Complexity results for the basic residency scheduling problem
Upon graduation from medical school, medical students join residency programs to complete their clinical training and fulfill specialty board certification requirements. During residency, they are assigned several years of clinical rotations, where they work under the supervision of physician faculty in a variety of different settings, to ensure that they gain the requisite training prior to beginning independent practice. These rotations typically last a short period of time, and the problem of determining a schedule for all the residents in a program can be quite tedious. In this paper, a basic residency scheduling problem that produces a 1-year schedule is defined, and a proof of NP-completeness is presented. Furthermore, a specific model of the residency scheduling program for the internal medicine residency program at the University of Illinois College of Medicine at Urbana-Champaign is studied. Finally, a method for determining alternate optima is presented.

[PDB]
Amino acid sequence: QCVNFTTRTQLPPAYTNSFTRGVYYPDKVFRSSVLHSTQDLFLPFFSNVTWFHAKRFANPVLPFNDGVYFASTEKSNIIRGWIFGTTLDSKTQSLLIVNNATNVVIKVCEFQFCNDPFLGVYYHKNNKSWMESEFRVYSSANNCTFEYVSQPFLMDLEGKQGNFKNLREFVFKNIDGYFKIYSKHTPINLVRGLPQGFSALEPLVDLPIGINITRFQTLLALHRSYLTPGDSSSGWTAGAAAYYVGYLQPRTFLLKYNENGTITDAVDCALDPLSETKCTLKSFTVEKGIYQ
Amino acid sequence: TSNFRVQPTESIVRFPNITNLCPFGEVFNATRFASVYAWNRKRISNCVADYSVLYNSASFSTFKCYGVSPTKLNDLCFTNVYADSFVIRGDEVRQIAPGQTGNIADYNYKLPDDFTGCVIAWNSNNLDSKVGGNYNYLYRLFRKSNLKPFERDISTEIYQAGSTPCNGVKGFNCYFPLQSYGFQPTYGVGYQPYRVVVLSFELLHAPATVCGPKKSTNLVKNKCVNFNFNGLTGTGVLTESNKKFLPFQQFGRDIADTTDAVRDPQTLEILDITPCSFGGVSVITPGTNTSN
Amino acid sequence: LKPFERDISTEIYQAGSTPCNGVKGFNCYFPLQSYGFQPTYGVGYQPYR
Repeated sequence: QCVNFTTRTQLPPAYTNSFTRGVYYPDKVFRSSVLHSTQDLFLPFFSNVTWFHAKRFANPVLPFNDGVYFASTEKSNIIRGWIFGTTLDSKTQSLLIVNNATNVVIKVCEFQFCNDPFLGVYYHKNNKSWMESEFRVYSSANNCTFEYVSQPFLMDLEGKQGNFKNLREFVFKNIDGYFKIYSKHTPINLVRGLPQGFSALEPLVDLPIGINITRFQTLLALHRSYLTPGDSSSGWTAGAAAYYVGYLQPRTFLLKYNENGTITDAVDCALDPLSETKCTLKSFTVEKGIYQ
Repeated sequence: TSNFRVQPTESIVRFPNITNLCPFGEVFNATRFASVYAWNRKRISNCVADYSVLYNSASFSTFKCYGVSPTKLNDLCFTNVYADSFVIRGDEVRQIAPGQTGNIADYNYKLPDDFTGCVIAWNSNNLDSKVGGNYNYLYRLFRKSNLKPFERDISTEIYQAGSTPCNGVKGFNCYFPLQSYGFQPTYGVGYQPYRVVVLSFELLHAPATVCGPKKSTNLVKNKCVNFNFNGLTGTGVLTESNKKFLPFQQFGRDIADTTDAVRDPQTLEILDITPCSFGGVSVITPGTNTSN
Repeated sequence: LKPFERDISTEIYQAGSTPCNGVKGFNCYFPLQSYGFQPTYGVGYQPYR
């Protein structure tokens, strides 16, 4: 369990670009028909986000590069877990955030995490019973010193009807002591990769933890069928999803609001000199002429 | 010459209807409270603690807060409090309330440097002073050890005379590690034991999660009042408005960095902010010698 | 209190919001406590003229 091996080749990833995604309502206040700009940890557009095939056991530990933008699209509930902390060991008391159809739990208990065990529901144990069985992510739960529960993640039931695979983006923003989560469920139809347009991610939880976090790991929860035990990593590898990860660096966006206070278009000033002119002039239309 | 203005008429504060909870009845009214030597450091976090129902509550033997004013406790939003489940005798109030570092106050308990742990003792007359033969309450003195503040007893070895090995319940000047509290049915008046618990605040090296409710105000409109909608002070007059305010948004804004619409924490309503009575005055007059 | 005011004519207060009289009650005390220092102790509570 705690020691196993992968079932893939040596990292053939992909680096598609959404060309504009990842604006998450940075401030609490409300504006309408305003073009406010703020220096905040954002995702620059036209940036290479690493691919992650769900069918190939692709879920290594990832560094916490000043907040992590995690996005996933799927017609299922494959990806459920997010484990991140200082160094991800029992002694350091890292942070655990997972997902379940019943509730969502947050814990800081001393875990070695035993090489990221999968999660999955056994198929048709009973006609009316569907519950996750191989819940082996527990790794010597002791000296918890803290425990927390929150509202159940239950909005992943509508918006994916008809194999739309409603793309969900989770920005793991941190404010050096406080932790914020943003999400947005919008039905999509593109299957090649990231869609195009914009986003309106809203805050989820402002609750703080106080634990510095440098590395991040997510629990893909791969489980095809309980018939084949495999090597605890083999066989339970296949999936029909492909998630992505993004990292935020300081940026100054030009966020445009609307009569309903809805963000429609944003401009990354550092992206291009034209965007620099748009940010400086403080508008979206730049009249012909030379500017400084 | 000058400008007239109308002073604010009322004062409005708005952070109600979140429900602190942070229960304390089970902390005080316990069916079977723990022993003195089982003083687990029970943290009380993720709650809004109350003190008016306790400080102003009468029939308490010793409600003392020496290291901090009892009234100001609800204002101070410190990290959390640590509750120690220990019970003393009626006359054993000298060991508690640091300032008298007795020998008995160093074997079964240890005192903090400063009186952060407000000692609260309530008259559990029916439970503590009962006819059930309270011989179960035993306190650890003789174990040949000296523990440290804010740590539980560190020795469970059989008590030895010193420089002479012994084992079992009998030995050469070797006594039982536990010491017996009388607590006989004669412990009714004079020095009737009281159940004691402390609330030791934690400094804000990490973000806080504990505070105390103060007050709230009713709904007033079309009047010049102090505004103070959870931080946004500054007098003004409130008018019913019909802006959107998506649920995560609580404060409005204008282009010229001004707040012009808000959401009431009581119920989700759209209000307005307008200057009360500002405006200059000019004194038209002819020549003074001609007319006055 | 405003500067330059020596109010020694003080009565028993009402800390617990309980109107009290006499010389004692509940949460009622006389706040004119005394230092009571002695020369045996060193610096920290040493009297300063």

KeywordsMedical School Residency program Alternate optima Schedule perturbation
The authors would like to thank Chaitanya Are, a chief resident at UIUC-COM, and Tracey Johnson, program coordinator, for their valuable input regarding the residency program at the University of Illinois. The authors would additionally like to thank three anonymous referees whose suggestions resulted in a significantly improved version of this paper. The computational results reported were obtained at the Simulation and Optimization Laboratory at the University of Illinois, Urbana-Champaign. This research has been supported in part by the Air Force Office of Scientific Research (FA9550-10-1-0387), the Department of Defense (DoD) through the National Defense Science & Engineering Graduate Fellowship (NDSEG) Program, and the National Science Foundation through the Graduate Research Fellowship Program. Additionally, the third author was supported in part by (while serving at) the National Science Foundation. Any opinion, findings, and conclusions or recommendations expressed in this material are those of the author(s) and do not necessarily reflect the views of the United States Government.
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